Sunday, 30 August 2015

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David Leslie

Had the financial backing been available, David Leslie might very well have become a Formula 1 racing driver. So many competitors in what is regarded as the pinnacle of motor sport come from hugely wealthy families but he did not. He was an ordinary, unassuming lad from Annan who worked as a mechanic in Carlisle and who just happened to be a very good driver indeed.

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FINE TRADITION Following the popularity of top acts like Lee Mead, left, and Suggs, bottom left, at the Forum in 2013, this year brings more music from the likes of, right, from top, The Straits, Salsa Celtica, and The Drifters – with many more acts to follow

Only a week before he died in the air crash at Farnborough, in Kent, he had won a saloon car race at Silverstone and at the age of 54 his new career as an authoritative commentator on motor sport seemed to be set fair. He had, for example, become the well-known voice in satellite television broadcasts featuring the European Touring Car Championship and this was a branch of motor sport that was very close to his heart. For some years ago, he had been a British Touring Car Championship star, driving a Sunderland-built Nissan ‘Primera’.

He had been a Formula Ford 1600 champion, a Formula Ford 2000 champion, a Formula Atlantic champion and he had gone on to drive some very powerful sports cars from manufacturers such as Jaguar and Aston Martin, as well as fast machinery by Marcos and Honda.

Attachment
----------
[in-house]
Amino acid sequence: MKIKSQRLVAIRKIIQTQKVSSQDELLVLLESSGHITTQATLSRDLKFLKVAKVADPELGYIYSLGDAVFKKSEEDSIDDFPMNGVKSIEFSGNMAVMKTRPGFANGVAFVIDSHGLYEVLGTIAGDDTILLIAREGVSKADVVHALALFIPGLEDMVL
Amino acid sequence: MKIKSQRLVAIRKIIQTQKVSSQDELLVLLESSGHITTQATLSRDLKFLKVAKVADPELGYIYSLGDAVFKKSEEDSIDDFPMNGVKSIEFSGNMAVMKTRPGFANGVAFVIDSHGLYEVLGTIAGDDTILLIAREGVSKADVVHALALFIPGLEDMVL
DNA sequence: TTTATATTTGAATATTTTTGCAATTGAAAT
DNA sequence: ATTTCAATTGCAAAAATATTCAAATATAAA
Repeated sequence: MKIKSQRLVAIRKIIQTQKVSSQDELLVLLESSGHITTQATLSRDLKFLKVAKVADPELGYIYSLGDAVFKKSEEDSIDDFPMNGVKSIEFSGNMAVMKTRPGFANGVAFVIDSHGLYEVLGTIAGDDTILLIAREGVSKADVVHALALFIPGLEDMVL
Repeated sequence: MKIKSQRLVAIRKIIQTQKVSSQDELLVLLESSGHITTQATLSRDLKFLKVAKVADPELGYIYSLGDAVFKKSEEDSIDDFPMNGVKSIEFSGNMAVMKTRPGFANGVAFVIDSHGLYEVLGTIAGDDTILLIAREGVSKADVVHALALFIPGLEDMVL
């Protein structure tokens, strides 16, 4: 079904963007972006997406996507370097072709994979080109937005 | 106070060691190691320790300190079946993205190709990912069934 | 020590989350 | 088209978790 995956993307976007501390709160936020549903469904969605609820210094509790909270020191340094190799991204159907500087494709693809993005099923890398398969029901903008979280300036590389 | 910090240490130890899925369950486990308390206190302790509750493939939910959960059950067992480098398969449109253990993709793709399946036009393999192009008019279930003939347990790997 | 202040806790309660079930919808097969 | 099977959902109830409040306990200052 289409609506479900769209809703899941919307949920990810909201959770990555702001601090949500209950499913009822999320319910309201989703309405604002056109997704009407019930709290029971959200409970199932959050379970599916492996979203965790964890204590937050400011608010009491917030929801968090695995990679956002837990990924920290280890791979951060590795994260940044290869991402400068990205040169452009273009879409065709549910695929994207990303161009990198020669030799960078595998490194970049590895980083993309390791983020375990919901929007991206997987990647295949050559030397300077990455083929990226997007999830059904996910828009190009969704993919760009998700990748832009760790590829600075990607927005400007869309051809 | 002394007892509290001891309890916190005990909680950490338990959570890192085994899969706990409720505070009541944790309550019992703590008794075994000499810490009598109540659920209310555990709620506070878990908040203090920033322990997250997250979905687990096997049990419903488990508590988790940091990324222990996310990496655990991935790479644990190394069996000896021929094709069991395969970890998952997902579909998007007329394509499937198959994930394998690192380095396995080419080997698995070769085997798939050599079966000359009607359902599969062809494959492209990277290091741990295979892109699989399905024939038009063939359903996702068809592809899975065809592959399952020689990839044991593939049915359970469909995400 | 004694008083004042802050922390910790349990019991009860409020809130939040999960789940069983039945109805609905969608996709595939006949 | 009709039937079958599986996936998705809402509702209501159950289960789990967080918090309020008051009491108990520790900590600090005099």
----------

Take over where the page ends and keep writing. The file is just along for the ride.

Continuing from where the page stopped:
He drove in the Le Mans 24-Hour race on 10 occasions and could have been killed when a tyre on his Ecurie Ecosse car burst as he was doing more than 180mph on the famous Mulsanne straight. He wasn’t lucky at Le Mans, where mechanical gremlins always seemed to be lying in wait for him.

His motor racing career began in west Cumbria when he was only 12, with karting on the Rowrah track and he never looked back.

He passed his driving test in Carlisle on his 17th birthday but he had been driving on public roads beforehand. When he was 16 he was out and about in a bright orange car, a Bond ‘Bug’ which had one wheel at the front and two at the back and could be driven on something less than a full licence. It had a 700cc engine but was so light that it could achieve alarming speeds – with even more alarming cornering characteristics. David’s car was a garage demonstrator and he took a customer for a spin. After he had cornered the vehicle on only two wheels the customer leapt out as soon as he was able and was never seen again!

At this time David was a mechanic, working for his father who managed the Grierson and Graham garage in Bridge Street. A part of the Grierson and Graham business in Dumfries, it was a FIAT agency and it was here that he bought his first car, a FIAT 127, which was, really a present for his fiancée Jane, who later became his wife. She was living in London at the time and used the six-year-old car to get to and from Carlisle and it always ran like clockwork.

Whilst he worked at the garage, he lived in Scotby but his burgeoning career in motor sport eventually took him away from the city and he rarely returned after the garage closed in 1990.

By then he was widely recognised as a very fine driver and he became a regular in the British Touring Car Championship, in which he competed from 1990 to 2003, winning nine races and driving cars from Vauxhall, Mazda, BMW, Honda, Proton and Nissan. In 1999 he was second in the title race.

He died when he was a passenger in a Cessna ‘Citation’ executive jet which crashed into an empty house in Kent on Sunday, shortly after taking off from Biggin Hill on a flight to a motor sport event at Pau in the south west of France. The two pilots and two other passengers also died .

Mr Leslie leaves his wife and two sons.

Although his home was in Banbury, it is hoped that his funeral will take place in Dumfries, on a date to be arranged.



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